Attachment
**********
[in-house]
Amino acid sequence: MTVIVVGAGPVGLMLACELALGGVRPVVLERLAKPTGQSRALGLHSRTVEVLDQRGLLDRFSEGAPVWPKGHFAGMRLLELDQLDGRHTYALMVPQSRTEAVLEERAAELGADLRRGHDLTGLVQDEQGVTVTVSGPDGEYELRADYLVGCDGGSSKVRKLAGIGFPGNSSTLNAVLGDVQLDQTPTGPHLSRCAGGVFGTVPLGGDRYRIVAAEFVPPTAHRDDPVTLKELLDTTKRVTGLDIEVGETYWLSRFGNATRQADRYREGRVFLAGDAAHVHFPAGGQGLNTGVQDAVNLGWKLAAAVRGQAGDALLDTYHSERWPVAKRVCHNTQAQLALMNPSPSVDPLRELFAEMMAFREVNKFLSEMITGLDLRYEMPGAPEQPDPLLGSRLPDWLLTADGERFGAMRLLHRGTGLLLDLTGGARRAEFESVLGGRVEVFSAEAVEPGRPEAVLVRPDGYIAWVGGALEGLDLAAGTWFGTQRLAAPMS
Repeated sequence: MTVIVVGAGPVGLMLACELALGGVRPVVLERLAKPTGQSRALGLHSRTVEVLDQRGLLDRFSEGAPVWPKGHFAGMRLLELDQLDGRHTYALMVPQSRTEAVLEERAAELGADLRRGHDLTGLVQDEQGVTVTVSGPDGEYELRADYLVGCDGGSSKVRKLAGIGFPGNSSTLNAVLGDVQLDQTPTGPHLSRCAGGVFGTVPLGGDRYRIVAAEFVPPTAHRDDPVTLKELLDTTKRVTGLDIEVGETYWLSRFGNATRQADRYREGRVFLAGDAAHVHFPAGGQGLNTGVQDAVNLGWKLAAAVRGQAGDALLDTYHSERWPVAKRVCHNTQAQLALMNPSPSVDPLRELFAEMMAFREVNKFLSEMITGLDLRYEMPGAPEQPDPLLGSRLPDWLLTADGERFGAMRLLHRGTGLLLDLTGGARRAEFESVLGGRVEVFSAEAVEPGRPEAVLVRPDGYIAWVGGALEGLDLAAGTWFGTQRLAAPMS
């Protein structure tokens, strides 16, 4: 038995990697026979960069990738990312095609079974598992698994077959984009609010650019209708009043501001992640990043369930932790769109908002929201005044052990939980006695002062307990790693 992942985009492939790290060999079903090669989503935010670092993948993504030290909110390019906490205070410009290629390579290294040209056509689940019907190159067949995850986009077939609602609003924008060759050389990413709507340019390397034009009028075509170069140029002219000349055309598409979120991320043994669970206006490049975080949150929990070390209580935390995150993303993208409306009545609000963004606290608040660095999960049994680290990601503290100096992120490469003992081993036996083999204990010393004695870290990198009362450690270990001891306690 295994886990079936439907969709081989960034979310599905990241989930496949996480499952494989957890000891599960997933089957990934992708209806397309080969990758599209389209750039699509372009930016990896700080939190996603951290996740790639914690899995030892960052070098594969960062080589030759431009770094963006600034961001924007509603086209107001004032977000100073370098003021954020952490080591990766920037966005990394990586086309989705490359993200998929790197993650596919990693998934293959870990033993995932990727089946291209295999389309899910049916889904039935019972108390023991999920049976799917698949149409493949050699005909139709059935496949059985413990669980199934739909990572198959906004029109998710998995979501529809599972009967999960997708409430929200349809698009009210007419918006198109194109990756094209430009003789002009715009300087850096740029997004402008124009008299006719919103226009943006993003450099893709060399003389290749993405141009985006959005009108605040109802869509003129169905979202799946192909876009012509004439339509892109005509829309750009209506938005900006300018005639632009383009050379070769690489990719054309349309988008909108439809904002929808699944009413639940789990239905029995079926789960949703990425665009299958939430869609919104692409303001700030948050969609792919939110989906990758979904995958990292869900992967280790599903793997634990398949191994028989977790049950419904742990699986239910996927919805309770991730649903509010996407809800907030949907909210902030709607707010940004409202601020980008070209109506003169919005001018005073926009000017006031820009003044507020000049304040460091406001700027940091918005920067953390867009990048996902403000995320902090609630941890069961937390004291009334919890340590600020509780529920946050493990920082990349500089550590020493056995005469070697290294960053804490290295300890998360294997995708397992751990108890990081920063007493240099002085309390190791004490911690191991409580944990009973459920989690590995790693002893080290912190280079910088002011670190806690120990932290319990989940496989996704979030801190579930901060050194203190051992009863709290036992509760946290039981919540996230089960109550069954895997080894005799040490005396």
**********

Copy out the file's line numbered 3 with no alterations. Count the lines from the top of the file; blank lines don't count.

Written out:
Repeated sequence: MTVIVVGAGPVGLMLACELALGGVRPVVLERLAKPTGQSRALGLHSRTVEVLDQRGLLDRFSEGAPVWPKGHFAGMRLLELDQLDGRHTYALMVPQSRTEAVLEERAAELGADLRRGHDLTGLVQDEQGVTVTVSGPDGEYELRADYLVGCDGGSSKVRKLAGIGFPGNSSTLNAVLGDVQLDQTPTGPHLSRCAGGVFGTVPLGGDRYRIVAAEFVPPTAHRDDPVTLKELLDTTKRVTGLDIEVGETYWLSRFGNATRQADRYREGRVFLAGDAAHVHFPAGGQGLNTGVQDAVNLGWKLAAAVRGQAGDALLDTYHSERWPVAKRVCHNTQAQLALMNPSPSVDPLRELFAEMMAFREVNKFLSEMITGLDLRYEMPGAPEQPDPLLGSRLPDWLLTADGERFGAMRLLHRGTGLLLDLTGGARRAEFESVLGGRVEVFSAEAVEPGRPEAVLVRPDGYIAWVGGALEGLDLAAGTWFGTQRLAAPMS